Alibaba browser collects your data


Alibaba's browser is the fourth largest browser in terms of the number of users in the world. This is largely due to the large user base in Asia. Alibaba-owned UC Browser promises that no web browsing or search history will be logged in incognito mode.


Such guarantees, along with promises of fast download times, have made the browser, created by Alibaba subsidiary UCWeb, popular worldwide, with 500 million downloads via Android alone. Before it was banned by the Indian government due to security concerns linked to Chinese apps, it was reportedly one of the most popular browsers in India.


But UCWeb's privacy pledges are misleading, according to security researcher Gabi Cirlig. The findings revealed that in both the Android and iOS versions of UC Browser, every website a user visits, regardless of whether they are in incognito mode or not, is sent to servers owned by UCWeb.


The IP addresses which can be used to get a user's approximate location to a user's city or neighborhood are also sent to servers controlled by Alibaba, Seerlig said.


These servers are registered in China. It carried the Chinese .cn domain name extension. But it is hosted in the United States. Each user is also assigned an ID number, which means that their activity across various websites can be monitored by the Chinese company.


It is currently not clear what Alibaba and its subsidiary are doing with the data. This can lead to users reaching out to their real selves, Seerlig wrote in a blog post.


Alibaba Browser Spying


Searlig managed to uncover the problem by reverse-engineering some of the encrypted data he spotted while returning it to Beijing. Once the key was cracked, he was able to see that every time he visited a website. It is encrypted and sent back to Alibaba. And Searlig didn't need to reverse-engineer the encryption via iOS because there wasn't anything across the device.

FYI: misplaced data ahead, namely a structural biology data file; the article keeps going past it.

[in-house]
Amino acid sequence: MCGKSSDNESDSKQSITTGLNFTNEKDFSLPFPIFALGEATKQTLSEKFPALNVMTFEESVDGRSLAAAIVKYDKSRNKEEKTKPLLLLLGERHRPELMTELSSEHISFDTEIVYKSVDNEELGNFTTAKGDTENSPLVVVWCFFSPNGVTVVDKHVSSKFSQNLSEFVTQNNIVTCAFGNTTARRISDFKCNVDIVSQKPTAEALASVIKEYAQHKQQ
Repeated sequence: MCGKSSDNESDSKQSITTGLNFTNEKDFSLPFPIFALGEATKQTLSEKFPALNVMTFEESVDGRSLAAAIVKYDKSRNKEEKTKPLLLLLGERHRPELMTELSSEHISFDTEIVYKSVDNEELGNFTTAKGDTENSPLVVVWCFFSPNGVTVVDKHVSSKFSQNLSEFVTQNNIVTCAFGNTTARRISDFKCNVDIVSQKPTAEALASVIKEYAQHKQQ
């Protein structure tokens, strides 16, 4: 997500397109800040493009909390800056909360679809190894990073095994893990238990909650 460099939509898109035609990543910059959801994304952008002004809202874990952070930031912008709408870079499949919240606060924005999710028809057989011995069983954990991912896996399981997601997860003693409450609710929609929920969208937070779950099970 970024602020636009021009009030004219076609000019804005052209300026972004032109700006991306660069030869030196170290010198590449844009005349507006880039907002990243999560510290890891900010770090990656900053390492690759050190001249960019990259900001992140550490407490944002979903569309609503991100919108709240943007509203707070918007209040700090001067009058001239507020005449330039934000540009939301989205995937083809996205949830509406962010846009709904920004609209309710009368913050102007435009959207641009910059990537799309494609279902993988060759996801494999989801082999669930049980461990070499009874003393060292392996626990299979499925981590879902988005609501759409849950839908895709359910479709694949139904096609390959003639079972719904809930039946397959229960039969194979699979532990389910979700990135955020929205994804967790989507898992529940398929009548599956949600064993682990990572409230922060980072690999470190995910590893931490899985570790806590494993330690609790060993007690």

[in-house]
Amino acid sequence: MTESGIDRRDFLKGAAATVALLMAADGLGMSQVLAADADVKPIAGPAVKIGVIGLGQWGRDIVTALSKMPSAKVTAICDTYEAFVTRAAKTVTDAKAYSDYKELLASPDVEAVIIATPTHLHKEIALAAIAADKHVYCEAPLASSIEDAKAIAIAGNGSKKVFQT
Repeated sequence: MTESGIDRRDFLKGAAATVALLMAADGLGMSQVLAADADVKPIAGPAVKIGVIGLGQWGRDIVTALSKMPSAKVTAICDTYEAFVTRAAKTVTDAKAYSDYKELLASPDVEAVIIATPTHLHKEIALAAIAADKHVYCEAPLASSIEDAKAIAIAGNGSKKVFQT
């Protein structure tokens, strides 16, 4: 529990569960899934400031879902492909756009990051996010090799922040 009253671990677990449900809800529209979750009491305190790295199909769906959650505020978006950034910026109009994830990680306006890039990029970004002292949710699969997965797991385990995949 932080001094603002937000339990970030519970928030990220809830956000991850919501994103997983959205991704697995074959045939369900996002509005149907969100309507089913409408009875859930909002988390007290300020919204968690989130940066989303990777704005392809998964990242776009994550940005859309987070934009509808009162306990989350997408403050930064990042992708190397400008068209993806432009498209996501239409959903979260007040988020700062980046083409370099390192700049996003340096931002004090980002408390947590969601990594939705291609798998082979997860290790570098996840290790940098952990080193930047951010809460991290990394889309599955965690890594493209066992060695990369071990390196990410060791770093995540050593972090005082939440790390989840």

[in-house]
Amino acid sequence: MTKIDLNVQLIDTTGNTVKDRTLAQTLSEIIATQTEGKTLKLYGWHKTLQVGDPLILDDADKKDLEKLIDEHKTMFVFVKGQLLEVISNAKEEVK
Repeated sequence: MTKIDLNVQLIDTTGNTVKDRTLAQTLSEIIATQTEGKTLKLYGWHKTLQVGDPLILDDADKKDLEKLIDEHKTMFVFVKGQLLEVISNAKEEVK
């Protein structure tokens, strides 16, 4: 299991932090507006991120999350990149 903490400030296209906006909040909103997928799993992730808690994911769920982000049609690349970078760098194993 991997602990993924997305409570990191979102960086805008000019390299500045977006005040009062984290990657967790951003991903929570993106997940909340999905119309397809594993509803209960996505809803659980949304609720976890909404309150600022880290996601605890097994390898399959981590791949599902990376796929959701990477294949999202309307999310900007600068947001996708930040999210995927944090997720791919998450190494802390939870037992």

This type of tracking is done on purpose without any regard for user privacy, Seerlig said.


When compared to Google Chrome, for example, it does not convey the user's web browsing habits when in incognito mode. He examined other major browsers and found that none of them do the same thing as UC Browser. Although cookies may track users in a similar way. This is different from the browser getting URLs.


In a video, Seerlig demonstrated what was happening when he used the UC Browser, including how to attach a unique ID number to it. Another issue was with the iOS version of the Alibaba-owned app. The web browsing collection is not disclosed to users. This is because it has not been updated after Apple introduced a feature in the App Store to detail the privacy practices of each app.


Alibaba, which has a market capitalization of $600 billion, was concerned about Apple's app tracking transparency feature. This feature allows users to block apps from being tracked. One of the first tangible signs that the iPhone maker's emphasis on privacy is causing major problems for the likes of Alibaba is the inaccessibility of one of the most popular mobile apps via the Apple App Store.

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